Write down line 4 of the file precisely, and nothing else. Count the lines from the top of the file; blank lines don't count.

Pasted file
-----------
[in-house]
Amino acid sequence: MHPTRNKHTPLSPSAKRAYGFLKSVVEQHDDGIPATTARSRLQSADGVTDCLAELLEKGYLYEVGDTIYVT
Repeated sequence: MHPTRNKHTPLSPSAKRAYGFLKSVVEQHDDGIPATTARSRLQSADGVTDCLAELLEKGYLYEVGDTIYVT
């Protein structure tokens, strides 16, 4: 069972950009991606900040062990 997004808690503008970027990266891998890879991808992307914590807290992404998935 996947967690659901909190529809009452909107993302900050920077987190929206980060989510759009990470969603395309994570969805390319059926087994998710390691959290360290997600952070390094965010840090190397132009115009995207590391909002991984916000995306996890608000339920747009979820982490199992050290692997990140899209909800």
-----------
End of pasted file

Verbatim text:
């Protein structure tokens, strides 16, 4: 069972950009991606900040062990 997004808690503008970027990266891998890879991808992307914590807290992404998935 996947967690659901909190529809009452909107993302900050920077987190929206980060989510759009990470969603395309994570969805390319059926087994998710390691959290360290997600952070390094965010840090190397132009115009995207590391909002991984916000995306996890608000339920747009979820982490199992050290692997990140899209909800």